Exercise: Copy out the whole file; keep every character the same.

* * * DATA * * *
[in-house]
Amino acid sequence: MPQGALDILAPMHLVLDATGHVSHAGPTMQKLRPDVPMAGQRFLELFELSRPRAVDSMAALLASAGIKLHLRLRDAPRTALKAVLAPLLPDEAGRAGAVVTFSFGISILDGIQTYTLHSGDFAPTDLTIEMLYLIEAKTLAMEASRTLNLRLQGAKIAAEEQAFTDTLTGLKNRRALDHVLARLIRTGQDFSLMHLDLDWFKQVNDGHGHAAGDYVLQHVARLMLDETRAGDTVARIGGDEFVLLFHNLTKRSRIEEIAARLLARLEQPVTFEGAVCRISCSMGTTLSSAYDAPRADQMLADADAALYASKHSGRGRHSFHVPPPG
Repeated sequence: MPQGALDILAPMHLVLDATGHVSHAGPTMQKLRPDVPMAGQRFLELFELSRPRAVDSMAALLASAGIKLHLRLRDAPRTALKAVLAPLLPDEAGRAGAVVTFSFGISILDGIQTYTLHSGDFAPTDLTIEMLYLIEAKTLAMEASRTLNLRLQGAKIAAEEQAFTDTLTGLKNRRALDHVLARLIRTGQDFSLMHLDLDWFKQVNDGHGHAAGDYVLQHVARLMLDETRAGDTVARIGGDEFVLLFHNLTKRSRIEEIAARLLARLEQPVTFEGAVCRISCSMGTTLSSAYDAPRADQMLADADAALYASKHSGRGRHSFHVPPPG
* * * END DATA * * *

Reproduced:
[in-house]
Amino acid sequence: MPQGALDILAPMHLVLDATGHVSHAGPTMQKLRPDVPMAGQRFLELFELSRPRAVDSMAALLASAGIKLHLRLRDAPRTALKAVLAPLLPDEAGRAGAVVTFSFGISILDGIQTYTLHSGDFAPTDLTIEMLYLIEAKTLAMEASRTLNLRLQGAKIAAEEQAFTDTLTGLKNRRALDHVLARLIRTGQDFSLMHLDLDWFKQVNDGHGHAAGDYVLQHVARLMLDETRAGDTVARIGGDEFVLLFHNLTKRSRIEEIAARLLARLEQPVTFEGAVCRISCSMGTTLSSAYDAPRADQMLADADAALYASKHSGRGRHSFHVPPPG
Repeated sequence: MPQGALDILAPMHLVLDATGHVSHAGPTMQKLRPDVPMAGQRFLELFELSRPRAVDSMAALLASAGIKLHLRLRDAPRTALKAVLAPLLPDEAGRAGAVVTFSFGISILDGIQTYTLHSGDFAPTDLTIEMLYLIEAKTLAMEASRTLNLRLQGAKIAAEEQAFTDTLTGLKNRRALDHVLARLIRTGQDFSLMHLDLDWFKQVNDGHGHAAGDYVLQHVARLMLDETRAGDTVARIGGDEFVLLFHNLTKRSRIEEIAARLLARLEQPVTFEGAVCRISCSMGTTLSSAYDAPRADQMLADADAALYASKHSGRGRHSFHVPPPG